Sinead Mac Aodha: When your job is to promote Irish literature abroad, you're sure to have a list as long as your arm of recommendations.
Mac Aodha is busy prepping for the Frankfurt Book Fair, but nonetheless is glued to Molly McCloskey's Circles Around the Sun. The memoir, which details her brother Mike's paranoid schizophrenia and the impact that illness has had on her family, is "heart-breakingly honest, entirely lacking in sentiment and deeply moving". Before this Mac Aodha opted for fiction and flew through The Forgotten Waltz by Anne Enright, "an absolutely brilliant account of infidelity, of the wanton excesses of the Celtic Tiger years and of the complexities of intergenerational female relationships. It's also, as is so often the case with her writing, wickedly funny". Resting on the bedside locker is Man Booker longlisted On Canaan's Side by Sebastian Barry. Mac Aodha is a fan, "There's an epic quality to the plot and like almost all of Sebastian's writing, it's beautifully lyrical". And one for the bank holiday weekend? "Mistaken by Neil Jordan has caught my eye and impressed many of my friends. I'm looking forward to it."
Darragh "Dazzy" Oglesby
Travelling around Germany with the band seems to be making drummer Oglesby a little homesick. "I'm re-reading Roddy Doyle's A Star Called Henry. It's a handy one for the plane because it's easy to digest! In general though, I really love books set in Dublin, particularly ones set in the past." Fiction or non-fiction? "I love biographies. Brendan Behan's The Borstal Boy and Memoirs of an Irish Rebel are favourites." Has he always preferred Irish writers? "I guess it's just what I can relate to. Although my mother is a big reader and she's suggested Richard Dawkins' The God Delusion, so that's waiting for me on her shelf at home. That's next, maybe."
TV3's early starts mean extra hours in the day for Cagney to kick back with a good book, and when we chat he's raving about Things The Grandchildren Should Know, the autobiography by Eels singer/songwriter Mark Olive Everett. "I've had it since Christmas but am just getting to it now. It's fairly hefty, essentially about family. His father was a genius, a founder of quantum physics but was discredited and eaten up by bitterness. His sister committed suicide. Yet despite all this it's a beautifully written and deeply poignant story." Not our average rock memoir then? "No, definitely not!" Anything a little lighter for those precious off-camera moments? "I loved, loved, loved Eoin Colfer's Plugged. There was a real sense of madness and surrealism in there. I think he's definitely made his own niche in the crime genre."
Former school principal Mitchell-O'Connor hasn't let political life interfere with her love of reading since her election to the Dail earlier this year. "I've always enjoyed reading. We had a mobile library in Galway when I was a child. You could borrow two books each but I was there with three sisters so we always went home with eight books between us!" Lined up on the shelf for bank holiday reading are Kevin Rafter's The Road to Power: How Fine Gael Made History and a paperback version of Conor O'Cleary's May You Live in Interesting Times, "both were recommended by colleagues in Dail Eireann". After that it's onto fiction, Philippa Gregory's The Other Boleyn Girl and "hopefully Emma Donoghue's Room as I've heard so much about it".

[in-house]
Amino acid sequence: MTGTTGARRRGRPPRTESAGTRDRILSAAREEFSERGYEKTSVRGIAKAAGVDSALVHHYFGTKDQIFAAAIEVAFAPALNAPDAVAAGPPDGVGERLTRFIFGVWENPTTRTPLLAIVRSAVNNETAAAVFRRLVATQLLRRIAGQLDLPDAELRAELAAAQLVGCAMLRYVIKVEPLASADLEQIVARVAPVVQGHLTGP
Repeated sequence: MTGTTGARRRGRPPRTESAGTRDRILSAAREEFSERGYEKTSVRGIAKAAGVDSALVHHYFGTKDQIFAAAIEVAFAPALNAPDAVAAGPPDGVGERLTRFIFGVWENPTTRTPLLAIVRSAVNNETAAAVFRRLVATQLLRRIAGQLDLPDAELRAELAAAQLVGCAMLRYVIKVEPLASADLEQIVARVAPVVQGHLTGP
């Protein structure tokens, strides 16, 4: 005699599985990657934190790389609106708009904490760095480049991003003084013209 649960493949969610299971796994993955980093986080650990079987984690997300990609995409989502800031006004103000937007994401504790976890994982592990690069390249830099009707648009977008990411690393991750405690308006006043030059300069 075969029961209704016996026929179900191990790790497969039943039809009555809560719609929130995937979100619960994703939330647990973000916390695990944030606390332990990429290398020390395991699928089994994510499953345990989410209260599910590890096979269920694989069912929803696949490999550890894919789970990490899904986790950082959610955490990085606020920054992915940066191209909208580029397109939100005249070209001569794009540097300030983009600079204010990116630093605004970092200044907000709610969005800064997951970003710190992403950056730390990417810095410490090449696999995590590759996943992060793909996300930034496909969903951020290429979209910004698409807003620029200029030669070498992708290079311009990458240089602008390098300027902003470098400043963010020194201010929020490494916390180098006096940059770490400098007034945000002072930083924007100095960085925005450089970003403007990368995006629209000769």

Barry never reads to chill out, "I only ever read books related to what I do, I enjoy them. One I'm dying to read is Flipnosis: The Art of Split-Second Persuasion by Kevin Dutton. It all about learning how to make people do whatever you want them to do!" Sounds like a handy trick for the man whose show, 8 Deadly Sins, includes mentally extracting the imaginary sins of audience members. Barry doesn't read novels, he prefers biographies or history. "Right now I'm reading a book about Erik Jan Hanussen, he was basically Hitler's Jewish clairvoyant. I don't believe in psychics, a lot of people say they do no harm but two of the foremost psychics that ever lived were this guy Hanussen and another guy, Wolf Messing, who was Stalin's right-hand man." And if you want to brush up on your self-hypnosis skills Barry advocates Get The Life You Want by neuro-linguistic programmer Richard Brandler. For something a little lighter Barry recommends Steve Martin's biography Born Standing Up, "funny guy".
Fresh from a trip to Sicily, Barry has had time to catch up on some reading. You'd think that after the intense build-up to the publication of his latest title, On Canaan's Side, that Barry would be looking for an easy read. But no. "It took me seven days to read it, but Alan Hollinghurst's The Stranger's Child was worth it. It's tremendous, it won't disappoint." His favourite book so far this year is Ali Smith's There But For The. "She's just a genuinely original writer. I loved the writing in this novel, it was absolutely her. Really playful in a natural way." Understandably, Barry has a keen eye for literary talent and is looking forward to starting Last Man in Tower by Man Booker Prize winner Aravind Adiga. The novel, set in 21-Century India is a follow-up to the Adiga's acclaimed debut, The White Tiger.